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Mauston, WI, United States

Karl Hanson R.,Public Safety Canada | Harris A.J.R.,Forensic Assessment Group | Helmus L.,Carleton University | Thornton D.,Sand Ridge Secure Treatment Center
Journal of Interpersonal Violence | Year: 2014

This study examined the extent to which sexual offenders present an enduring risk for sexual recidivism over a 20-year follow-up period. Using an aggregated sample of 7,740 sexual offenders from 21 samples, the yearly recidivism rates were calculated using survival analysis. Overall, the risk of sexual recidivism was highest during the first few years after release, and decreased substantially the longer individuals remained sex offense–free in the community. This pattern was particularly strong for the high-risk sexual offenders (defined by Static-99R scores). Whereas the 5-year sexual recidivism rate for high-risk sex offenders was 22% from the time of release, this rate decreased to 4.2% for the offenders in the same static risk category who remained offense-free in the community for 10 years. The recidivism rates of the low-risk offenders were consistently low (1%-5%) for all time periods. The results suggest that offense history is a valid, but time-dependent, indicator of the propensity to sexually reoffend. Further research is needed to explain the substantial rate of desistance by high-risk sexual offenders. © 2014 The Author(s). Source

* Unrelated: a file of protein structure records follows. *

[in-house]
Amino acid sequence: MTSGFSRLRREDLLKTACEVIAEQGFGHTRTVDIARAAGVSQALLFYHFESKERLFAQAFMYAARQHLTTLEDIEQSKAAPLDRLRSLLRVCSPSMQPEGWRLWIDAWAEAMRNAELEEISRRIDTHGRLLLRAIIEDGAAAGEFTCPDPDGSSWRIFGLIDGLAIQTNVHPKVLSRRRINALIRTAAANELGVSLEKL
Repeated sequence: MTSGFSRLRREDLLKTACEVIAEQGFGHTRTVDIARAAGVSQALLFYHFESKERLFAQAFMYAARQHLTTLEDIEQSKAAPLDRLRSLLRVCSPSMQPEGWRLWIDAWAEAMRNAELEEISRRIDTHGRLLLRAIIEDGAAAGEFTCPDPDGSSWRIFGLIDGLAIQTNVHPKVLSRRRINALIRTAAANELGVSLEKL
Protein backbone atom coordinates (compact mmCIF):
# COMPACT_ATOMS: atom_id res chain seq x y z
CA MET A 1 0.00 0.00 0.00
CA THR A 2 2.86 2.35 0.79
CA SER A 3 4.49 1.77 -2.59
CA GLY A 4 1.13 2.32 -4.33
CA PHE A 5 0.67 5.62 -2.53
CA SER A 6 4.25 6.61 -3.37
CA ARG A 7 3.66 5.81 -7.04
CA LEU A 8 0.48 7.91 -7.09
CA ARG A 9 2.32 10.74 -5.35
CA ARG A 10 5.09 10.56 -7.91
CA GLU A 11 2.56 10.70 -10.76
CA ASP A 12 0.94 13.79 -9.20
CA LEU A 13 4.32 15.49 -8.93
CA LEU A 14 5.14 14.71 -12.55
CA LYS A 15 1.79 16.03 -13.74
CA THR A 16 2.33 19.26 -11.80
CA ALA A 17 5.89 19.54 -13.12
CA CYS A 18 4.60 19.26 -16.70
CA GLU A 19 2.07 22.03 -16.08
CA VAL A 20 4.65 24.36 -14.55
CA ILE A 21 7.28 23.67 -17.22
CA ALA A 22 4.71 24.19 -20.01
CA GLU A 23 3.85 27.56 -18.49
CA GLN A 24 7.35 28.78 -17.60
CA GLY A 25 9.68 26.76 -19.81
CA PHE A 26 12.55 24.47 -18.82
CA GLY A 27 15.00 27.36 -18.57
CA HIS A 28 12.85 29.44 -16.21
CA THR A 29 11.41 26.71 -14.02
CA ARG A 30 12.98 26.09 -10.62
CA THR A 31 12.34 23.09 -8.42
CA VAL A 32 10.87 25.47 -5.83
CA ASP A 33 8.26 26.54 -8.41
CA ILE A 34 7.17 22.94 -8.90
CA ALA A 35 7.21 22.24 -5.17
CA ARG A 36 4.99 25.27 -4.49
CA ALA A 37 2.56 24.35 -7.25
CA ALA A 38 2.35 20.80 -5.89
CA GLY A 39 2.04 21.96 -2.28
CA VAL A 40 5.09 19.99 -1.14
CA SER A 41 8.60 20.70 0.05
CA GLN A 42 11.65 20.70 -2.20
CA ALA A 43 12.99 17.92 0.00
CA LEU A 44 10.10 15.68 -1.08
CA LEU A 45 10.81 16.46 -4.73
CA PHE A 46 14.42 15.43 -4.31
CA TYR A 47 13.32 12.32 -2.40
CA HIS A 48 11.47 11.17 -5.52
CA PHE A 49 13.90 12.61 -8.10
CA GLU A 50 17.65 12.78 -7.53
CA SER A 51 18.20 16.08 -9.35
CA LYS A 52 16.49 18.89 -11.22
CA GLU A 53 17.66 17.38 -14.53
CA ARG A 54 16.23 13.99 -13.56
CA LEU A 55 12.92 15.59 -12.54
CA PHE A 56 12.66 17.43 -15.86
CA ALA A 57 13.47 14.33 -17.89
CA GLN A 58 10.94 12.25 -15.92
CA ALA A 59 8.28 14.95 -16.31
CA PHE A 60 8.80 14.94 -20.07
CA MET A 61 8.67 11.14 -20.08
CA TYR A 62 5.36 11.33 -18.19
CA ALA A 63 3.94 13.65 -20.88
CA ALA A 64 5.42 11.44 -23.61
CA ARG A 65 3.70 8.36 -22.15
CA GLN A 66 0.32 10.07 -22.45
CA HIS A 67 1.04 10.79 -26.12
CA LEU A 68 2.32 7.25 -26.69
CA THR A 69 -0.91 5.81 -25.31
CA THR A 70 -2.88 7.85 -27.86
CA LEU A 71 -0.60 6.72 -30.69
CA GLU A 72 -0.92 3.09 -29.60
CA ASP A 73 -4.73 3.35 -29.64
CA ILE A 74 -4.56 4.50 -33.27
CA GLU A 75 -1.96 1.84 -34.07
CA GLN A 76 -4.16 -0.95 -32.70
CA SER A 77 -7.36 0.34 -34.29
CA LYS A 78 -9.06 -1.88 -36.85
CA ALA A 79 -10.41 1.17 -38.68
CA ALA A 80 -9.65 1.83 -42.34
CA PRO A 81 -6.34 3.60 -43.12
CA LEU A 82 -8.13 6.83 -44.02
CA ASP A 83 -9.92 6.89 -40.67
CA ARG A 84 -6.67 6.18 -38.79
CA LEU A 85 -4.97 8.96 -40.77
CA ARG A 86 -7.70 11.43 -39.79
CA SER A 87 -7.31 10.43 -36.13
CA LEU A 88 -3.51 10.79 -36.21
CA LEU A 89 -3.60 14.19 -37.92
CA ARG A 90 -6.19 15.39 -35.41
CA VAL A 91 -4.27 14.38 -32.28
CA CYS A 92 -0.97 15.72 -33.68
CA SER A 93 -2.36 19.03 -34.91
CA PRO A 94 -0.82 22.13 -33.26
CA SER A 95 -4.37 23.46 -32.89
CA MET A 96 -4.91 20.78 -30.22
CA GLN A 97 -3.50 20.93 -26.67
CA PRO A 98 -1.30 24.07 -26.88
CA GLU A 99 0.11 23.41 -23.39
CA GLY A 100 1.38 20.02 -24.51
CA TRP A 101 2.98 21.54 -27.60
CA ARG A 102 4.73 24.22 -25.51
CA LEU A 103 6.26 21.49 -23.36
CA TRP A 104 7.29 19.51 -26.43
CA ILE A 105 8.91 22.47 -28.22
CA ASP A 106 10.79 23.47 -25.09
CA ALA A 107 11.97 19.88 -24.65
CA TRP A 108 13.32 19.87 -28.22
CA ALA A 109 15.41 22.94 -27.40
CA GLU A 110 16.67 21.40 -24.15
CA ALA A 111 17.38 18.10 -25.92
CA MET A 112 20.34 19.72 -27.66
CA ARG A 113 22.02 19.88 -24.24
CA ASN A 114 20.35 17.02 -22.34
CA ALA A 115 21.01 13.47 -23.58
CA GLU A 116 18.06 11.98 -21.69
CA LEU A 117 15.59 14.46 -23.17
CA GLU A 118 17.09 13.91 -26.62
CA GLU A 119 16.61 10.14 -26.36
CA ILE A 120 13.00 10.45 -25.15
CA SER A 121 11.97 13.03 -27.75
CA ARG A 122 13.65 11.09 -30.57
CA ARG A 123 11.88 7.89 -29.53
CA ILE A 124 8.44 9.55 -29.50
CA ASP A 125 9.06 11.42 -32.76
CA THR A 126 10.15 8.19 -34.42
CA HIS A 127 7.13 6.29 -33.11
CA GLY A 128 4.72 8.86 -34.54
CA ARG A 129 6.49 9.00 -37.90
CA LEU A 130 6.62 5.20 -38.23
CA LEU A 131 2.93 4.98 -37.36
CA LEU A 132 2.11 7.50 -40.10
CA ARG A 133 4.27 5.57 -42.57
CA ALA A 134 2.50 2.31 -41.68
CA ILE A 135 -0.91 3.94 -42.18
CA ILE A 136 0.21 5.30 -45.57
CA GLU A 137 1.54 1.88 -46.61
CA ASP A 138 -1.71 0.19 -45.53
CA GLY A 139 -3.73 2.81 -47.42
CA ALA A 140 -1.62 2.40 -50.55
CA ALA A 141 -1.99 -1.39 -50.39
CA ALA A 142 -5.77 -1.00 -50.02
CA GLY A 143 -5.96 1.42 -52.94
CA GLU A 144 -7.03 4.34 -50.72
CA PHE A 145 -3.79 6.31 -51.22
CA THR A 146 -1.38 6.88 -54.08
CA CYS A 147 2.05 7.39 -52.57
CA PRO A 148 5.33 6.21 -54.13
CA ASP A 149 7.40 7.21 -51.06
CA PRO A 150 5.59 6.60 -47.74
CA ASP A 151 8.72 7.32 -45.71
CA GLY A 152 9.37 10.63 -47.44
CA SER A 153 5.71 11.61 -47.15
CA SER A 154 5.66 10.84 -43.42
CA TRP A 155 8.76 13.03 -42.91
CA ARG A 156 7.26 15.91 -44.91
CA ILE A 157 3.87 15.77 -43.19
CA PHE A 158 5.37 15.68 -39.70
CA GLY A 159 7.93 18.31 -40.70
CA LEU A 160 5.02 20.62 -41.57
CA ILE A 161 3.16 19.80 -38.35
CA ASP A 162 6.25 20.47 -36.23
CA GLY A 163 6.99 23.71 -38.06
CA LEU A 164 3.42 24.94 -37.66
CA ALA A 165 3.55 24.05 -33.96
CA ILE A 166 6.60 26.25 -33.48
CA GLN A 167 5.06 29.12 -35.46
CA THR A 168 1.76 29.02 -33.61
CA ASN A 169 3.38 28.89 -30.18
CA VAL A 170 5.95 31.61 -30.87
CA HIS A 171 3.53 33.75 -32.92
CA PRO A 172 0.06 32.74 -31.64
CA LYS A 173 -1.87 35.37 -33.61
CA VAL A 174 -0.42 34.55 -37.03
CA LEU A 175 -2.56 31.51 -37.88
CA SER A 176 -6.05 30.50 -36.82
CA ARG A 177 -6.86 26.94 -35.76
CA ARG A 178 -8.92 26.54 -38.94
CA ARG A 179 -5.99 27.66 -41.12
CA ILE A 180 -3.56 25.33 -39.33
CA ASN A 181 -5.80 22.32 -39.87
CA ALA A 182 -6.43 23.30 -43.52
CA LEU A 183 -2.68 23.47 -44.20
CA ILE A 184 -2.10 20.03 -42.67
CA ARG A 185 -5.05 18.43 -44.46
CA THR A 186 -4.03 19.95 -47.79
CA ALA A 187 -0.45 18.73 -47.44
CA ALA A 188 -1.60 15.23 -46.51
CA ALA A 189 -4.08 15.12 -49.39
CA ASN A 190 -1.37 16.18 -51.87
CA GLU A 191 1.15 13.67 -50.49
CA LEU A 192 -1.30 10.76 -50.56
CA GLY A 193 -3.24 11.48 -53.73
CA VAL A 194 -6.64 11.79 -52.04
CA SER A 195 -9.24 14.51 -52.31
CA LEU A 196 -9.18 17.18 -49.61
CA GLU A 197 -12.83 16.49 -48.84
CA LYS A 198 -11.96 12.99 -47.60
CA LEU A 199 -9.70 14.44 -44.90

Beech A.R.,University of Birmingham | Miner M.H.,University of Minnesota | Thornton D.,University of Birmingham | Thornton D.,Sand Ridge Secure Treatment Center
Annual Review of Clinical Psychology | Year: 2016